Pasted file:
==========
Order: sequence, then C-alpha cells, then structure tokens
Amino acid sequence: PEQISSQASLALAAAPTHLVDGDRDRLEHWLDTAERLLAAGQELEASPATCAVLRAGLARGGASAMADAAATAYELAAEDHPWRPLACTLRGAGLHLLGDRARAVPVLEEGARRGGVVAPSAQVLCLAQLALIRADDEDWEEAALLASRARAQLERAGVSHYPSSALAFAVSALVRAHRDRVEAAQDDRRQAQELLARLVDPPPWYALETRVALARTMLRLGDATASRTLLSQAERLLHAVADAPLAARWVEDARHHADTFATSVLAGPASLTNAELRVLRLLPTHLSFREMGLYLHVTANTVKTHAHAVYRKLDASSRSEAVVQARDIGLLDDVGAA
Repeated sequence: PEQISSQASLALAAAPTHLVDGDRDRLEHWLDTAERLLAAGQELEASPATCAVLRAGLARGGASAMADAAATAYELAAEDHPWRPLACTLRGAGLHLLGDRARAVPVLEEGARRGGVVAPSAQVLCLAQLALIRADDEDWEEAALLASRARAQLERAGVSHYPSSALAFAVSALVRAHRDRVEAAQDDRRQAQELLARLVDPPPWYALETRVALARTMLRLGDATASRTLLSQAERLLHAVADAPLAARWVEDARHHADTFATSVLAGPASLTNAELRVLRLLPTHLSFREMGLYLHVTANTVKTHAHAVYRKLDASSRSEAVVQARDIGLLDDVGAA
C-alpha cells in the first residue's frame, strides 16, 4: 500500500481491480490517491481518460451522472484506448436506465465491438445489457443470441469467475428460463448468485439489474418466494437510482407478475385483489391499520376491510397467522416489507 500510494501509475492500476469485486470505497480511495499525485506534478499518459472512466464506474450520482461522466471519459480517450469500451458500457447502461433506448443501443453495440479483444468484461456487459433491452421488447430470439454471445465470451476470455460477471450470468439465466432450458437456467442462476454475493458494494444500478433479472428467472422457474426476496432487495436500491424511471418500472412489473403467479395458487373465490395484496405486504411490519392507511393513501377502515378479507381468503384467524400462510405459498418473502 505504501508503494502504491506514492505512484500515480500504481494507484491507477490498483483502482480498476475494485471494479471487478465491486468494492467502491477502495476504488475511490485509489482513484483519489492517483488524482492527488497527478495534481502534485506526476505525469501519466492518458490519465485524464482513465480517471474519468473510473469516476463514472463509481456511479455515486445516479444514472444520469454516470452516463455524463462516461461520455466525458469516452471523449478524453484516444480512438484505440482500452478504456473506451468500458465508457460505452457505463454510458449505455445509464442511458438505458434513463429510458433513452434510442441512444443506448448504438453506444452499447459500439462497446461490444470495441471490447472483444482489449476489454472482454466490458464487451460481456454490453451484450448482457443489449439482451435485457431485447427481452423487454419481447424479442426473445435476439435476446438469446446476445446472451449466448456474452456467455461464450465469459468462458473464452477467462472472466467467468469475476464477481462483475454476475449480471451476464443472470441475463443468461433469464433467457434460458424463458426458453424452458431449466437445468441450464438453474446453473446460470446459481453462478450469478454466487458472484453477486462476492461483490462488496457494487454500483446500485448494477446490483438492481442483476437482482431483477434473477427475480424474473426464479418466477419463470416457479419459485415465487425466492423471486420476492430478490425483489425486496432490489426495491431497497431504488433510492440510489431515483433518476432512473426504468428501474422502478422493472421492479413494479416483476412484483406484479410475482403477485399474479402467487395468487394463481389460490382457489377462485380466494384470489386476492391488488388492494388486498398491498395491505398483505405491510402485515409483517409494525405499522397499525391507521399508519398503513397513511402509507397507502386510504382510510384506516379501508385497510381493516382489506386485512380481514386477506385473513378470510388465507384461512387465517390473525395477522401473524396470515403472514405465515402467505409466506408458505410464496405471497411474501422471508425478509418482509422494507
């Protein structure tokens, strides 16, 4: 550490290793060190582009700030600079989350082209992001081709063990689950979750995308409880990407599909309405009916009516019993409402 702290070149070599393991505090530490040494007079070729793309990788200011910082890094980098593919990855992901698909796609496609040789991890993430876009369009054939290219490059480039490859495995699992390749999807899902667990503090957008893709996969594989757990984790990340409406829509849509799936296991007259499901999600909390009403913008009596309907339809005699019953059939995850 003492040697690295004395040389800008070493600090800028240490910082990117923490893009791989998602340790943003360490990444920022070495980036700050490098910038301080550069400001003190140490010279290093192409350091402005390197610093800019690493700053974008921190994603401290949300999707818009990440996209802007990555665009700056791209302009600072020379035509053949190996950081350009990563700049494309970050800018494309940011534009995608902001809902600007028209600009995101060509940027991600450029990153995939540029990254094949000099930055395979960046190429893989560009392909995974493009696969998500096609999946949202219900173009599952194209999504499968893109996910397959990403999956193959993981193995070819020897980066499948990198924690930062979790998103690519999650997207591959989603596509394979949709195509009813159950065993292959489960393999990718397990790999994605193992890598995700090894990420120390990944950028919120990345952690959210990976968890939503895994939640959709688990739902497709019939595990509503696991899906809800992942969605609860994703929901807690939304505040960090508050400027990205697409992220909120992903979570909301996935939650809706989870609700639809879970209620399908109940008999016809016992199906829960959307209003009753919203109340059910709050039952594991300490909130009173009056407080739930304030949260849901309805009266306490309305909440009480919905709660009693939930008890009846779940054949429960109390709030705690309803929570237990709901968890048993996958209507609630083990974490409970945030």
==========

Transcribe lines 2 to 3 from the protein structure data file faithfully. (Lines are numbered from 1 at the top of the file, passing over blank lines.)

Amino acid sequence: PEQISSQASLALAAAPTHLVDGDRDRLEHWLDTAERLLAAGQELEASPATCAVLRAGLARGGASAMADAAATAYELAAEDHPWRPLACTLRGAGLHLLGDRARAVPVLEEGARRGGVVAPSAQVLCLAQLALIRADDEDWEEAALLASRARAQLERAGVSHYPSSALAFAVSALVRAHRDRVEAAQDDRRQAQELLARLVDPPPWYALETRVALARTMLRLGDATASRTLLSQAERLLHAVADAPLAARWVEDARHHADTFATSVLAGPASLTNAELRVLRLLPTHLSFREMGLYLHVTANTVKTHAHAVYRKLDASSRSEAVVQARDIGLLDDVGAA
Repeated sequence: PEQISSQASLALAAAPTHLVDGDRDRLEHWLDTAERLLAAGQELEASPATCAVLRAGLARGGASAMADAAATAYELAAEDHPWRPLACTLRGAGLHLLGDRARAVPVLEEGARRGGVVAPSAQVLCLAQLALIRADDEDWEEAALLASRARAQLERAGVSHYPSSALAFAVSALVRAHRDRVEAAQDDRRQAQELLARLVDPPPWYALETRVALARTMLRLGDATASRTLLSQAERLLHAVADAPLAARWVEDARHHADTFATSVLAGPASLTNAELRVLRLLPTHLSFREMGLYLHVTANTVKTHAHAVYRKLDASSRSEAVVQARDIGLLDDVGAA